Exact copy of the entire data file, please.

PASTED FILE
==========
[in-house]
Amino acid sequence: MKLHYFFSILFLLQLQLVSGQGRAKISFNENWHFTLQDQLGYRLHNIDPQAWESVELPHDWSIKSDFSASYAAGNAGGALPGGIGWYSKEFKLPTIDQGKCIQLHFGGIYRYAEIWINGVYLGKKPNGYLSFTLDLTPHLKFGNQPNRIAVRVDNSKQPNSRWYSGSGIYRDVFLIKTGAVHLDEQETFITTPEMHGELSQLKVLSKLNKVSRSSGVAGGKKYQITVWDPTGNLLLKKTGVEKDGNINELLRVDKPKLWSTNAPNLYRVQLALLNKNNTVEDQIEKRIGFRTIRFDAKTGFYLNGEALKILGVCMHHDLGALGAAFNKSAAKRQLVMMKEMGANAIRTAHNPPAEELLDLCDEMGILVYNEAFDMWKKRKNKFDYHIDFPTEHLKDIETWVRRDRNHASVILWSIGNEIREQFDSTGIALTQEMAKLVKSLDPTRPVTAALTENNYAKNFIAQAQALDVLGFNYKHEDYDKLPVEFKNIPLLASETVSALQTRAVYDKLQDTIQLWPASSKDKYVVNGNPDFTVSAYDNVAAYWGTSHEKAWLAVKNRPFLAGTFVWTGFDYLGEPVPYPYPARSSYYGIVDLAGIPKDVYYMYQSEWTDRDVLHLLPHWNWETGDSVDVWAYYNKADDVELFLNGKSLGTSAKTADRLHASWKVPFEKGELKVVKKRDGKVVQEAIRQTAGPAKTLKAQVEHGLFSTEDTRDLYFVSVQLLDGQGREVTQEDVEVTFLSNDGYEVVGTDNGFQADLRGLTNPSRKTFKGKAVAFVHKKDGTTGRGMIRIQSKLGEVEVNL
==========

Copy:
[in-house]
Amino acid sequence: MKLHYFFSILFLLQLQLVSGQGRAKISFNENWHFTLQDQLGYRLHNIDPQAWESVELPHDWSIKSDFSASYAAGNAGGALPGGIGWYSKEFKLPTIDQGKCIQLHFGGIYRYAEIWINGVYLGKKPNGYLSFTLDLTPHLKFGNQPNRIAVRVDNSKQPNSRWYSGSGIYRDVFLIKTGAVHLDEQETFITTPEMHGELSQLKVLSKLNKVSRSSGVAGGKKYQITVWDPTGNLLLKKTGVEKDGNINELLRVDKPKLWSTNAPNLYRVQLALLNKNNTVEDQIEKRIGFRTIRFDAKTGFYLNGEALKILGVCMHHDLGALGAAFNKSAAKRQLVMMKEMGANAIRTAHNPPAEELLDLCDEMGILVYNEAFDMWKKRKNKFDYHIDFPTEHLKDIETWVRRDRNHASVILWSIGNEIREQFDSTGIALTQEMAKLVKSLDPTRPVTAALTENNYAKNFIAQAQALDVLGFNYKHEDYDKLPVEFKNIPLLASETVSALQTRAVYDKLQDTIQLWPASSKDKYVVNGNPDFTVSAYDNVAAYWGTSHEKAWLAVKNRPFLAGTFVWTGFDYLGEPVPYPYPARSSYYGIVDLAGIPKDVYYMYQSEWTDRDVLHLLPHWNWETGDSVDVWAYYNKADDVELFLNGKSLGTSAKTADRLHASWKVPFEKGELKVVKKRDGKVVQEAIRQTAGPAKTLKAQVEHGLFSTEDTRDLYFVSVQLLDGQGREVTQEDVEVTFLSNDGYEVVGTDNGFQADLRGLTNPSRKTFKGKAVAFVHKKDGTTGRGMIRIQSKLGEVEVNL